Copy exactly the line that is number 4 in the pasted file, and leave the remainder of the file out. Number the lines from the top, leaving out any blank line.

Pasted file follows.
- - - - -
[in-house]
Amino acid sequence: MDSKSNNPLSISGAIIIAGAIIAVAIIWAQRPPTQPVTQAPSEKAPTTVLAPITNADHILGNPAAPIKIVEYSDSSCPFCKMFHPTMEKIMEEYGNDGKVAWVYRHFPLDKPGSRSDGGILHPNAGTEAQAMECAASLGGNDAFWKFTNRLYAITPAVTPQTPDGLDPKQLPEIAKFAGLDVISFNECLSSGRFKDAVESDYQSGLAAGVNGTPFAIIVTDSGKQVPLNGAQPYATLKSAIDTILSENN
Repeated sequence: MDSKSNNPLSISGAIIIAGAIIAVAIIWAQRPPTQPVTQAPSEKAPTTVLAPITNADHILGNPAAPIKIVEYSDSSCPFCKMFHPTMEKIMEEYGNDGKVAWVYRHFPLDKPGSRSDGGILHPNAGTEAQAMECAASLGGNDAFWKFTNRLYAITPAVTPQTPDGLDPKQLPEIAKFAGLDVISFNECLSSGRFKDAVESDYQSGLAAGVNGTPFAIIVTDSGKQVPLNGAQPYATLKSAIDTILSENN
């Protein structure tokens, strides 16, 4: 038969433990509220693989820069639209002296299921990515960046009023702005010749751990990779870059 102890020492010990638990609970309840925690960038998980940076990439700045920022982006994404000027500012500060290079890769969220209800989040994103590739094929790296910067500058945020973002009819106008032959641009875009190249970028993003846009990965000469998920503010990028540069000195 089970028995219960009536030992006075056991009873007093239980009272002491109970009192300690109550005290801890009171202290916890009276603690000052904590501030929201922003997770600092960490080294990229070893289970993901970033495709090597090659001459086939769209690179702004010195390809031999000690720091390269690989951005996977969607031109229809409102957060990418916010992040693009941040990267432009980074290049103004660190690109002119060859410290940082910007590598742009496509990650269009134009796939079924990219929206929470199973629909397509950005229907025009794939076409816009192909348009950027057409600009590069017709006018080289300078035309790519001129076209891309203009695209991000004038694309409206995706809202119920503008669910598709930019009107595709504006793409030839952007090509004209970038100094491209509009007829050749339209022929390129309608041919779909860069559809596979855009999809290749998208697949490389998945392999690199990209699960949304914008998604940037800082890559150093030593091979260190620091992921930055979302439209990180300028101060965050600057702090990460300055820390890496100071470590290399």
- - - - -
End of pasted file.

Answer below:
């Protein structure tokens, strides 16, 4: 038969433990509220693989820069639209002296299921990515960046009023702005010749751990990779870059 102890020492010990638990609970309840925690960038998980940076990439700045920022982006994404000027500012500060290079890769969220209800989040994103590739094929790296910067500058945020973002009819106008032959641009875009190249970028993003846009990965000469998920503010990028540069000195 089970028995219960009536030992006075056991009873007093239980009272002491109970009192300690109550005290801890009171202290916890009276603690000052904590501030929201922003997770600092960490080294990229070893289970993901970033495709090597090659001459086939769209690179702004010195390809031999000690720091390269690989951005996977969607031109229809409102957060990418916010992040693009941040990267432009980074290049103004660190690109002119060859410290940082910007590598742009496509990650269009134009796939079924990219929206929470199973629909397509950005229907025009794939076409816009192909348009950027057409600009590069017709006018080289300078035309790519001129076209891309203009695209991000004038694309409206995706809202119920503008669910598709930019009107595709504006793409030839952007090509004209970038100094491209509009007829050749339209022929390129309608041919779909860069559809596979855009999809290749998208697949490389998945392999690199990209699960949304914008998604940037800082890559150093030593091979260190620091992921930055979302439209990180300028101060965050600057702090990460300055820390890496100071470590290399």